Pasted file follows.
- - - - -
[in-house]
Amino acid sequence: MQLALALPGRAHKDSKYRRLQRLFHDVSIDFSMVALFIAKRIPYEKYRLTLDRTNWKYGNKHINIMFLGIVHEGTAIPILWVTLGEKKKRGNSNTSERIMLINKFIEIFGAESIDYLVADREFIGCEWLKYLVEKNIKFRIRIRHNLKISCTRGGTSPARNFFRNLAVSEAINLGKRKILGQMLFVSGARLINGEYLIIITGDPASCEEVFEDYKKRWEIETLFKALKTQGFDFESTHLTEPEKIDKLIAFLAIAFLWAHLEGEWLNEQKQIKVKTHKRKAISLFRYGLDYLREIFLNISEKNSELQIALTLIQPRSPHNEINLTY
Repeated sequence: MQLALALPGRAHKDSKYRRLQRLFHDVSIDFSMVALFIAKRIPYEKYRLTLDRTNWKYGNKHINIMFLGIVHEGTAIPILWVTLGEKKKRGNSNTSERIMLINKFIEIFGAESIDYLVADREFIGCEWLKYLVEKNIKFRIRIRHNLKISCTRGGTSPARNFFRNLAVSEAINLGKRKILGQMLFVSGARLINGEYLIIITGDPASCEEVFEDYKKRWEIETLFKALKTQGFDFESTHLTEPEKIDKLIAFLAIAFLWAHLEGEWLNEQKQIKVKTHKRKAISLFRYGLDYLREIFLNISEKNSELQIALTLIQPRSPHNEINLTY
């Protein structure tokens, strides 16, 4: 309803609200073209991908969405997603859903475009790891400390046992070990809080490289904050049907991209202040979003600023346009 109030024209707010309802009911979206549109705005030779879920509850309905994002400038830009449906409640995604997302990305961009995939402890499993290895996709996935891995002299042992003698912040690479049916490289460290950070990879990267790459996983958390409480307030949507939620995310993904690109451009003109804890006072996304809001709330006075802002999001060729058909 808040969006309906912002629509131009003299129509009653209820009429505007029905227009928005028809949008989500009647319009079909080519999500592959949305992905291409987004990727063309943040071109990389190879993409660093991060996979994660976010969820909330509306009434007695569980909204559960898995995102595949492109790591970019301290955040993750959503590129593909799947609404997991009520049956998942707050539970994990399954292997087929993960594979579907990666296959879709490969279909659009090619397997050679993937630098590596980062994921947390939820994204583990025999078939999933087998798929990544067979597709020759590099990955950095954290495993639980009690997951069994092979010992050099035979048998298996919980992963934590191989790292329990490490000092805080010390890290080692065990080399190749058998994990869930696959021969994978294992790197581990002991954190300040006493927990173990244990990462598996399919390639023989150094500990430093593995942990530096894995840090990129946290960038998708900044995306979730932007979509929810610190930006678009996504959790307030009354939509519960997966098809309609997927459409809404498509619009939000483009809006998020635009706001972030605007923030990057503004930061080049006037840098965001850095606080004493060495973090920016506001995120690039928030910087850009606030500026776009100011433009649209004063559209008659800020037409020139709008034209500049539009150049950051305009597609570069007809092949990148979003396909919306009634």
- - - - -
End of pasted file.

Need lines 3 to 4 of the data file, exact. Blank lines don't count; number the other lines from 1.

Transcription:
Repeated sequence: MQLALALPGRAHKDSKYRRLQRLFHDVSIDFSMVALFIAKRIPYEKYRLTLDRTNWKYGNKHINIMFLGIVHEGTAIPILWVTLGEKKKRGNSNTSERIMLINKFIEIFGAESIDYLVADREFIGCEWLKYLVEKNIKFRIRIRHNLKISCTRGGTSPARNFFRNLAVSEAINLGKRKILGQMLFVSGARLINGEYLIIITGDPASCEEVFEDYKKRWEIETLFKALKTQGFDFESTHLTEPEKIDKLIAFLAIAFLWAHLEGEWLNEQKQIKVKTHKRKAISLFRYGLDYLREIFLNISEKNSELQIALTLIQPRSPHNEINLTY
């Protein structure tokens, strides 16, 4: 309803609200073209991908969405997603859903475009790891400390046992070990809080490289904050049907991209202040979003600023346009 109030024209707010309802009911979206549109705005030779879920509850309905994002400038830009449906409640995604997302990305961009995939402890499993290895996709996935891995002299042992003698912040690479049916490289460290950070990879990267790459996983958390409480307030949507939620995310993904690109451009003109804890006072996304809001709330006075802002999001060729058909 808040969006309906912002629509131009003299129509009653209820009429505007029905227009928005028809949008989500009647319009079909080519999500592959949305992905291409987004990727063309943040071109990389190879993409660093991060996979994660976010969820909330509306009434007695569980909204559960898995995102595949492109790591970019301290955040993750959503590129593909799947609404997991009520049956998942707050539970994990399954292997087929993960594979579907990666296959879709490969279909659009090619397997050679993937630098590596980062994921947390939820994204583990025999078939999933087998798929990544067979597709020759590099990955950095954290495993639980009690997951069994092979010992050099035979048998298996919980992963934590191989790292329990490490000092805080010390890290080692065990080399190749058998994990869930696959021969994978294992790197581990002991954190300040006493927990173990244990990462598996399919390639023989150094500990430093593995942990530096894995840090990129946290960038998708900044995306979730932007979509929810610190930006678009996504959790307030009354939509519960997966098809309609997927459409809404498509619009939000483009809006998020635009706001972030605007923030990057503004930061080049006037840098965001850095606080004493060495973090920016506001995120690039928030910087850009606030500026776009100011433009649209004063559209008659800020037409020139709008034209500049539009150049950051305009597609570069007809092949990148979003396909919306009634």